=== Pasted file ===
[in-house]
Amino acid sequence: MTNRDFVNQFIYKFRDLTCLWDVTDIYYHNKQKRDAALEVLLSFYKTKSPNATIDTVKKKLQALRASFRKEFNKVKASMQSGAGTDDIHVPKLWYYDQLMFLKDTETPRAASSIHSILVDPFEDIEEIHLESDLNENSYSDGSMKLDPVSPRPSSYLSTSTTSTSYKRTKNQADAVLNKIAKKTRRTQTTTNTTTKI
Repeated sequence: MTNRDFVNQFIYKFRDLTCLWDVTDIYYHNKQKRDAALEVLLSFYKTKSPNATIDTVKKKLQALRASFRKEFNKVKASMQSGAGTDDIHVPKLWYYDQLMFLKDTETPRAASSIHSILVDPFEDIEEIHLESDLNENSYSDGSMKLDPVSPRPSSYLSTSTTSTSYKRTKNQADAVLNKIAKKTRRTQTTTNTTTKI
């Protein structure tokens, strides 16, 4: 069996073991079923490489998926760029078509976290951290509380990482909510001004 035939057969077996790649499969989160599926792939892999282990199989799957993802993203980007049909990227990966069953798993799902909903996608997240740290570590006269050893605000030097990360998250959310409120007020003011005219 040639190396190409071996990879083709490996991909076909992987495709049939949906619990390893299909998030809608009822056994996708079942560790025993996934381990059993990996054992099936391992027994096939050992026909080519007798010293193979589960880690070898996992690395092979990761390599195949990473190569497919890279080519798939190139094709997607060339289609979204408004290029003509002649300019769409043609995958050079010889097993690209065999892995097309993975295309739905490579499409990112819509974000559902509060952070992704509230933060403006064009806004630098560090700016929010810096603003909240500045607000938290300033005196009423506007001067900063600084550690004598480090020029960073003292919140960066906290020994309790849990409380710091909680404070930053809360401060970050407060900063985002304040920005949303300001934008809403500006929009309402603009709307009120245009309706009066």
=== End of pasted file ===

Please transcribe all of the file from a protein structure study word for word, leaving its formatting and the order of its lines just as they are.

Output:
[in-house]
Amino acid sequence: MTNRDFVNQFIYKFRDLTCLWDVTDIYYHNKQKRDAALEVLLSFYKTKSPNATIDTVKKKLQALRASFRKEFNKVKASMQSGAGTDDIHVPKLWYYDQLMFLKDTETPRAASSIHSILVDPFEDIEEIHLESDLNENSYSDGSMKLDPVSPRPSSYLSTSTTSTSYKRTKNQADAVLNKIAKKTRRTQTTTNTTTKI
Repeated sequence: MTNRDFVNQFIYKFRDLTCLWDVTDIYYHNKQKRDAALEVLLSFYKTKSPNATIDTVKKKLQALRASFRKEFNKVKASMQSGAGTDDIHVPKLWYYDQLMFLKDTETPRAASSIHSILVDPFEDIEEIHLESDLNENSYSDGSMKLDPVSPRPSSYLSTSTTSTSYKRTKNQADAVLNKIAKKTRRTQTTTNTTTKI
């Protein structure tokens, strides 16, 4: 069996073991079923490489998926760029078509976290951290509380990482909510001004 035939057969077996790649499969989160599926792939892999282990199989799957993802993203980007049909990227990966069953798993799902909903996608997240740290570590006269050893605000030097990360998250959310409120007020003011005219 040639190396190409071996990879083709490996991909076909992987495709049939949906619990390893299909998030809608009822056994996708079942560790025993996934381990059993990996054992099936391992027994096939050992026909080519007798010293193979589960880690070898996992690395092979990761390599195949990473190569497919890279080519798939190139094709997607060339289609979204408004290029003509002649300019769409043609995958050079010889097993690209065999892995097309993975295309739905490579499409990112819509974000559902509060952070992704509230933060403006064009806004630098560090700016929010810096603003909240500045607000938290300033005196009423506007001067900063600084550690004598480090020029960073003292919140960066906290020994309790849990409380710091909680404070930053809360401060970050407060900063985002304040920005949303300001934008809403500006929009309402603009709307009120245009309706009066």